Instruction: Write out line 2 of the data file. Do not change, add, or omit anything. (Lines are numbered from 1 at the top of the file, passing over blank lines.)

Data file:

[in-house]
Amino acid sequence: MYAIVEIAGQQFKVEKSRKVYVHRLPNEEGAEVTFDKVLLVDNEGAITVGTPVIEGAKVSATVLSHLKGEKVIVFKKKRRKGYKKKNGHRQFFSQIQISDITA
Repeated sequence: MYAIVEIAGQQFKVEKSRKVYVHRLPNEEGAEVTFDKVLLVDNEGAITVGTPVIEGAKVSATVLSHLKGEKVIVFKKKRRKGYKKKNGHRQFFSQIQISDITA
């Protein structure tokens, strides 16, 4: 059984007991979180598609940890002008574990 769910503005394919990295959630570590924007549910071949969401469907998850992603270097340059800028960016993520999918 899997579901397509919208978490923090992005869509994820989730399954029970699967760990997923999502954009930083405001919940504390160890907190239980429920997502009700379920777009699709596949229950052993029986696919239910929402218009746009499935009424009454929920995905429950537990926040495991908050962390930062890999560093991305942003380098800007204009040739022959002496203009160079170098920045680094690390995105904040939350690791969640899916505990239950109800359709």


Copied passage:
Amino acid sequence: MYAIVEIAGQQFKVEKSRKVYVHRLPNEEGAEVTFDKVLLVDNEGAITVGTPVIEGAKVSATVLSHLKGEKVIVFKKKRRKGYKKKNGHRQFFSQIQISDITA